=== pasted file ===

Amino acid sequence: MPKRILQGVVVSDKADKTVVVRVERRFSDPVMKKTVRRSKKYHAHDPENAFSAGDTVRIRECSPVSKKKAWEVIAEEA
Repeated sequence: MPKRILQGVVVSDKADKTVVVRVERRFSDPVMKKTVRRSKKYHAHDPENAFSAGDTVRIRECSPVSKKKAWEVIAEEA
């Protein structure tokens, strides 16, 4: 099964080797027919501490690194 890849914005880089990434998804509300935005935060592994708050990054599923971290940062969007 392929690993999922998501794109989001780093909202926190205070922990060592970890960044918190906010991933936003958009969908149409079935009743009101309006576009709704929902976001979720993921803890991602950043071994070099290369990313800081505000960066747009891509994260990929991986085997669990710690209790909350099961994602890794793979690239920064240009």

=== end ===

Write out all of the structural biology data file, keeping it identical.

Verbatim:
Amino acid sequence: MPKRILQGVVVSDKADKTVVVRVERRFSDPVMKKTVRRSKKYHAHDPENAFSAGDTVRIRECSPVSKKKAWEVIAEEA
Repeated sequence: MPKRILQGVVVSDKADKTVVVRVERRFSDPVMKKTVRRSKKYHAHDPENAFSAGDTVRIRECSPVSKKKAWEVIAEEA
């Protein structure tokens, strides 16, 4: 099964080797027919501490690194 890849914005880089990434998804509300935005935060592994708050990054599923971290940062969007 392929690993999922998501794109989001780093909202926190205070922990060592970890960044918190906010991933936003958009969908149409079935009743009101309006576009709704929902976001979720993921803890991602950043071994070099290369990313800081505000960066747009891509994260990929991986085997669990710690209790909350099961994602890794793979690239920064240009």